Feel like moving to the country, while still being near the city? The house down the way is for sale, at around $22,000 USD or 700,000 baht. The road in front is dirt now, but within a few months it will be concrete, same as the recently upgraded road in front of our house.
I have no idea how many bedrooms are inside, but you can see it’s a good size home, with few neighbors of it’s own. At this point in time, the only near dwellings are behind it.
As you may have guessed, at just over $20K USD, it’s a bit of a fixer-upper. However, I know from recent experience, even with a house unoccupied for several years, it doesn’t take too much effort to get it livable again. Houses here are concrete and brick, rather than wood. Cleaning and painting, sure, but probably not any structural damage. Putting another $5K to $10K and you’d have quite a nice little house, and grounds.
It does have the basic form, just needs some polish. A boundary wall would be good, rather than the tin sheeting. Someone’s been keeping up with the greenery, so it’s not all overgrown like our house was. If the inside is in the same condition as the outside, I doubt all that much effort would be required to get it “farang-ready”. I didn’t see any air conditioning compressors when I was looking at the front of the house, so unless there is one in the rear, there is no air conditioning. For our house, we have three; two working and one broken, and so far we’ve only turned them on to test them.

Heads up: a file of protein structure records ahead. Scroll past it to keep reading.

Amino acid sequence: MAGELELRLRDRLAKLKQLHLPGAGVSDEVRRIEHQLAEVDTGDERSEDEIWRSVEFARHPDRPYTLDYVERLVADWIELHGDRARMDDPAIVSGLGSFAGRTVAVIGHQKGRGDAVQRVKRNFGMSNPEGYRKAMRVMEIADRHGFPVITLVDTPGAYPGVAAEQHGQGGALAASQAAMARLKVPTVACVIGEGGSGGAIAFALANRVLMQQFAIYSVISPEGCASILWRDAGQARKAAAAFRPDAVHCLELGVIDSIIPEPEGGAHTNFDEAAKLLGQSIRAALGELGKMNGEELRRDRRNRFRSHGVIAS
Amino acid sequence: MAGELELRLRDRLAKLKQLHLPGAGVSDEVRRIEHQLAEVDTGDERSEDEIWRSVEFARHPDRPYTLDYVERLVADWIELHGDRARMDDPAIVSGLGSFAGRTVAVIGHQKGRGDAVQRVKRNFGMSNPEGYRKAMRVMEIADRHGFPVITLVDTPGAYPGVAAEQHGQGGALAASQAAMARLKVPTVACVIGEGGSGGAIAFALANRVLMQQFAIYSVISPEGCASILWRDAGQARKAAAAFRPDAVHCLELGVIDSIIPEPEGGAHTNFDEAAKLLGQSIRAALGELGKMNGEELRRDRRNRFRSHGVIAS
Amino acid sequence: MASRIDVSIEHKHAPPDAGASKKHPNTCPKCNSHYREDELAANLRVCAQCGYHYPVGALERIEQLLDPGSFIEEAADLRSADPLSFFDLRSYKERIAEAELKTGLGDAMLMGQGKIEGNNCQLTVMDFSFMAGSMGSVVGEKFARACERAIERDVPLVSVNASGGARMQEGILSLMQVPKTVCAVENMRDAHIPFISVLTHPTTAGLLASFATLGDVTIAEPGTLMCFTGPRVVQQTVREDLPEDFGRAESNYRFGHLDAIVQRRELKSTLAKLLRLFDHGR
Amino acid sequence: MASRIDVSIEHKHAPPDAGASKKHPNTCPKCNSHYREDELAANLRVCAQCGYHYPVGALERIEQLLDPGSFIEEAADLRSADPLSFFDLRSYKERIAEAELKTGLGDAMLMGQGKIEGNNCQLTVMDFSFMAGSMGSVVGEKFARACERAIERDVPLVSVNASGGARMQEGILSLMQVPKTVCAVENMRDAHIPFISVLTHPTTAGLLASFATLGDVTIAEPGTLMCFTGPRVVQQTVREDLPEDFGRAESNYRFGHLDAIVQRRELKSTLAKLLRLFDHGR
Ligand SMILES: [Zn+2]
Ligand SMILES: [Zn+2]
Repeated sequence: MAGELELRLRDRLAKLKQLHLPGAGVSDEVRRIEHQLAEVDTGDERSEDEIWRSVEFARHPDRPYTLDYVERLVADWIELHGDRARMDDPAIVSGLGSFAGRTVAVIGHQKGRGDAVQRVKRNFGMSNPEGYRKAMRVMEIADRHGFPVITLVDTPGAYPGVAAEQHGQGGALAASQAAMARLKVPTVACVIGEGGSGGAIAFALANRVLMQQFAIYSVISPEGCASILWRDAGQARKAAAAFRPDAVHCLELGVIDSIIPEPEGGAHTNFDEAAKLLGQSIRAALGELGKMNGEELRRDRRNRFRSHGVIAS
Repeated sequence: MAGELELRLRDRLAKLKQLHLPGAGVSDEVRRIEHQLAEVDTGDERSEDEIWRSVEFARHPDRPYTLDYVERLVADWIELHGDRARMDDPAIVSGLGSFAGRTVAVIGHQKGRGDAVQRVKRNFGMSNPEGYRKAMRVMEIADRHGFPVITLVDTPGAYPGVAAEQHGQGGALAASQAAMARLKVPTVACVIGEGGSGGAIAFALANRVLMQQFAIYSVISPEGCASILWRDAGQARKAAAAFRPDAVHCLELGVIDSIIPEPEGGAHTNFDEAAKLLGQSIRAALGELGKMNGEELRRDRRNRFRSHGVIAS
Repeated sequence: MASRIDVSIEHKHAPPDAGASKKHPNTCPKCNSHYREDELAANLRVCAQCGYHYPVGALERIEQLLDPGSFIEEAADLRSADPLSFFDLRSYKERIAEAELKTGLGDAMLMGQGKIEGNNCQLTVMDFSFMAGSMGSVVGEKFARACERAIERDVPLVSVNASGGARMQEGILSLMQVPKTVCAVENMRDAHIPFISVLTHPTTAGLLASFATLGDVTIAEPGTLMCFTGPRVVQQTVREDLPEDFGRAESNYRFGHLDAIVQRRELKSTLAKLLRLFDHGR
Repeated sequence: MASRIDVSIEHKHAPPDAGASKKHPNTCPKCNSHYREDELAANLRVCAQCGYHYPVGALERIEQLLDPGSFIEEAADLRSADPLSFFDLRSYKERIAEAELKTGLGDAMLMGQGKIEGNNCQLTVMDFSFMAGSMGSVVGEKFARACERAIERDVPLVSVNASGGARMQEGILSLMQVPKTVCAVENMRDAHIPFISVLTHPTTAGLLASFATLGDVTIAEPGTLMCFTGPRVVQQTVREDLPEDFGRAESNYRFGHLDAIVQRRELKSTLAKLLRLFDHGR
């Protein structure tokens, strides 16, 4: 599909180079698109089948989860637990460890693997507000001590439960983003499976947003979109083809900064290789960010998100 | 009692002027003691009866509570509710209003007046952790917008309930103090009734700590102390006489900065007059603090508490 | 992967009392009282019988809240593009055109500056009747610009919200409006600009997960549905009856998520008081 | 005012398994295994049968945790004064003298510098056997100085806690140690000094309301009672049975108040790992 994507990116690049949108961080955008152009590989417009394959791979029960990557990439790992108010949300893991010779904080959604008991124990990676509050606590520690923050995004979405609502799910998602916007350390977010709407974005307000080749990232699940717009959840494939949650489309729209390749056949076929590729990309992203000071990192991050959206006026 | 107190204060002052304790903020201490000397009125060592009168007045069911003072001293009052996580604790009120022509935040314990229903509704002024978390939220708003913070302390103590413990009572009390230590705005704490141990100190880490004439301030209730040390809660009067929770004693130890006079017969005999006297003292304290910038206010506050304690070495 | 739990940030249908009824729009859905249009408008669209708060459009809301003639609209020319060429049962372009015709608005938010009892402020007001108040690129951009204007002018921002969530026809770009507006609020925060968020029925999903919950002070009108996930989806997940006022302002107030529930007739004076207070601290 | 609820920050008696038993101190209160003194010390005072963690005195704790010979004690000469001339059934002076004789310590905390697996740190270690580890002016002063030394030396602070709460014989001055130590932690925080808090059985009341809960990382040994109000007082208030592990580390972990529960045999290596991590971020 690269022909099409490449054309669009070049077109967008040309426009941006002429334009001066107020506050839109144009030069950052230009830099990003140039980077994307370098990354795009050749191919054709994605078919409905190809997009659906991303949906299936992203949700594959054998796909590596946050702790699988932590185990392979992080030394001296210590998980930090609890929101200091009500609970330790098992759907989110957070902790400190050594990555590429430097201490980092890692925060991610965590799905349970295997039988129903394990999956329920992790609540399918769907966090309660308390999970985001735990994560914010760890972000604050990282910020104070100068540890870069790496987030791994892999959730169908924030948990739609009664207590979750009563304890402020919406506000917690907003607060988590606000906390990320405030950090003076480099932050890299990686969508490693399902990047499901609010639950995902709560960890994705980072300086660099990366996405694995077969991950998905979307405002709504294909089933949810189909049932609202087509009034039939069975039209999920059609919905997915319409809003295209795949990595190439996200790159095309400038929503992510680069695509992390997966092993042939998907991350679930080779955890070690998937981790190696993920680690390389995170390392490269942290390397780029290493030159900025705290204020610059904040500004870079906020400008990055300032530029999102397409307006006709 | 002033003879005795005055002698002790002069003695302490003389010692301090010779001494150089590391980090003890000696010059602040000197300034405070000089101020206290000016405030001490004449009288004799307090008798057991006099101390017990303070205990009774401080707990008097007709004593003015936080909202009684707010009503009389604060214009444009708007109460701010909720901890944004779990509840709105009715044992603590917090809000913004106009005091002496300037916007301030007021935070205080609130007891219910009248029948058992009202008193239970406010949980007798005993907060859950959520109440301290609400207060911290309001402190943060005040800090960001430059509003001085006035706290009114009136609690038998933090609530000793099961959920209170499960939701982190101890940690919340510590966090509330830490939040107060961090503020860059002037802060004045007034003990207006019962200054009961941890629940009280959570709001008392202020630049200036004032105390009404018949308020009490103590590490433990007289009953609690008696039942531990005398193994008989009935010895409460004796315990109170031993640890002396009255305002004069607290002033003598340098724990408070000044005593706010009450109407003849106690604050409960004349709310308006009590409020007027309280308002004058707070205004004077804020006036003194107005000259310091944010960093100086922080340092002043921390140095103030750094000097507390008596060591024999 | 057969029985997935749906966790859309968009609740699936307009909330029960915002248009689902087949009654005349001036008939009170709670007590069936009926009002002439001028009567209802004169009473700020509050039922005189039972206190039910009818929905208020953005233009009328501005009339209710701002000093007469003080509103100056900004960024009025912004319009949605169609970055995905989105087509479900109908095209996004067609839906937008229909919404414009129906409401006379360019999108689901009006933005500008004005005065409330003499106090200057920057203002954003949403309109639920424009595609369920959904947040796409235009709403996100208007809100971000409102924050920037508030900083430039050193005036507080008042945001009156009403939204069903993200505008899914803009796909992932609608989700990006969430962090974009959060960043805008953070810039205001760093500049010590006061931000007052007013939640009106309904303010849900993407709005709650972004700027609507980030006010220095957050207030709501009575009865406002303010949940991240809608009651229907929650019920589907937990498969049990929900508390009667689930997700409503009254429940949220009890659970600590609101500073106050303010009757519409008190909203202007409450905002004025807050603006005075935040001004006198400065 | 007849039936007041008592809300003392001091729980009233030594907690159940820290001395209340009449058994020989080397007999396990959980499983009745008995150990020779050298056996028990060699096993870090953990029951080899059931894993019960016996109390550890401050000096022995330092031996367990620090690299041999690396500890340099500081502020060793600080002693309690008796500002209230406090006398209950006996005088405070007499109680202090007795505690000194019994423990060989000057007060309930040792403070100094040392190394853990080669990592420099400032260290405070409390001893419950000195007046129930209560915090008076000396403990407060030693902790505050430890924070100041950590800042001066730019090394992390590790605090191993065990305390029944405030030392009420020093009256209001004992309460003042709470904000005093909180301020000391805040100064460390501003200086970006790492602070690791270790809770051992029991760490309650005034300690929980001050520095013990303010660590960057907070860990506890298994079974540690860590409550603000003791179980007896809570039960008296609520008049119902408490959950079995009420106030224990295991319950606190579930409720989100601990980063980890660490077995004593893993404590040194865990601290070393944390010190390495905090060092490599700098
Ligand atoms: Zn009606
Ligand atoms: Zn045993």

Not that I’m all that frugal, but I do try to limit our use of air conditioning as much as possible. Unless it’s really awful, I’d rather use a fan, or passive cooling (open some windows for a cross breeze.)
So, like I mentioned, it would be cool so have some English speaking neighbors. I don’t personally know who owns the house, if it’s the bank, or an individual or company. There’s a fair amount of land in our community area repossessed by one bank or another. I’m not sure, but I suspect a bank would be more interested in turning over the property rather than speculating on how much more the land should be jacked up after the announcement of a second Ring Road for Udon.
If anyone is interested, let me know, and I’ll ask Bua to ask the Village Big Boss how to contact the owners.
Non-Thai citizens are not allowed to buy land. However, Thai companies can buy land, so if you have (or create) a Thai Company, that company can buy and own the land for you. If you’re married to a Thai national, it’s just a matter of buying the property for your spouse, and if you’re hedging your bets, leasing the house back to yourself for 30 years, with an option for another 30 years.